Summer Homeschooling

As a homeschooler, you have the freedom to learn when and where you choose. So how will your family spend the summer? Will you continue to teach or will you take a break from learning for a few months? If you're like most homeschoolers, you've discovered that as families learn together, they develop a unique style of homeschooling that fits their needs. Some of you will choose to work through the summer, while others may not.

These and other homeschooling choices are explored here, as well as some new ideas on how to change the way you homeschool. You'll also find great suggestions for sneaking in a little -- or a lot -- of learning along with vacation and summer fun.

School at Home
Families who use a prepackaged curriculum and set up a "school at home" learning style generally follow the traditional school schedule with weekends, holidays, and summers off. If the 180 days of schooling are not satisfied, they often will work through part or all of the summer until the requirements are met.

Other families have found an alternative to the school model and practice unschooling. These parents provide a learning-rich environment and trust that their child's natural curiosity and desire to learn will provide the building blocks for an education. Unschoolers take advantage of learning opportunities all year long, and view summer as an extension of that process. Learning becomes a part of daily living, and is not something from which they want or need a break.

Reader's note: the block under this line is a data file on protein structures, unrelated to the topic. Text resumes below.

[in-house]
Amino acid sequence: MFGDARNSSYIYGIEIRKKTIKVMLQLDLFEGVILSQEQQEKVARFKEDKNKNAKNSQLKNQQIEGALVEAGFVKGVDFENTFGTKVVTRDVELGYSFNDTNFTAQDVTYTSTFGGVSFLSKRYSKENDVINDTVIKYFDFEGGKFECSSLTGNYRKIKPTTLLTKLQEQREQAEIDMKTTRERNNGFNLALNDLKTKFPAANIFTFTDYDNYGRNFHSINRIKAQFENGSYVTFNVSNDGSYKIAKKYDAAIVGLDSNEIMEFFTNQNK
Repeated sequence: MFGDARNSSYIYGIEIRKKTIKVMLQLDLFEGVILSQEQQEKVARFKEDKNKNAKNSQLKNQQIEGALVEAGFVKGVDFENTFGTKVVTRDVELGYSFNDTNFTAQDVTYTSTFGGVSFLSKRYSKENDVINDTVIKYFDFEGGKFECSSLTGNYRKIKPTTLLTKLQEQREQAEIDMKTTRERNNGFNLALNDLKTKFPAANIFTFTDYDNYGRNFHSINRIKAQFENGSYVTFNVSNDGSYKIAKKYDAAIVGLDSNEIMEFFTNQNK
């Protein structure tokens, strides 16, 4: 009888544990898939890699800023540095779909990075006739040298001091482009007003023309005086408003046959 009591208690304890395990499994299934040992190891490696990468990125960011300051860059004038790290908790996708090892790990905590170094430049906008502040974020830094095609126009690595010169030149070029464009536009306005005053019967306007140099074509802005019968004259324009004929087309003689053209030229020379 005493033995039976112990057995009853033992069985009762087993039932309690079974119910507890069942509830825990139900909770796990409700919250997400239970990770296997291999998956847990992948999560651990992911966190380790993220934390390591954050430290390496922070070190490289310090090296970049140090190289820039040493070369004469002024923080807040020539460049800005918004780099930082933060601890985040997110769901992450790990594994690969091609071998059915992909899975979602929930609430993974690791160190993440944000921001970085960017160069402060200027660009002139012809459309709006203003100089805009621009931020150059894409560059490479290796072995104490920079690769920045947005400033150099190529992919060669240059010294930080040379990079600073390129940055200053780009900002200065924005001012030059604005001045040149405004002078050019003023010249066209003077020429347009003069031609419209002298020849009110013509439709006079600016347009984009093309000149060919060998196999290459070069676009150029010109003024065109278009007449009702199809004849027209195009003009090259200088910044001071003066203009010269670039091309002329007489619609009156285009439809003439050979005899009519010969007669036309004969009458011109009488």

Blending Practices
Most homeschoolers fall somewhere between these two philosophies. "Eclectic homeschoolers" best describes families who reject prepackaged curricula, but incorporate both structured learning and child-led learning. Each family decides where the emphasis will lie. On a typical day, maybe math or spelling is taught. The family might later decide to work on a special science project. Schedules are flexible, and while workbooks or textbooks may be used, they are not the focus of the learning process.

These families have developed unique homeschooling calendars that suit their children's needs. For instance, one group of homeschoolers reported they do academic work for three weeks on, one week off, all year long. When working on a challenging or time-consuming project, they know a little "vacation" is just around the corner.

Other moms felt it would be difficult to get their families back into the swing of things after a week off each month and described how they preferred the "three-days-a-week" method. Each family works toward specific goals during those three days, and has the other four to follow-up and/or pursue their interests. In both these examples, children do work during the summer, but the sacrifice is small compared to the freedom the family enjoys throughout the year.


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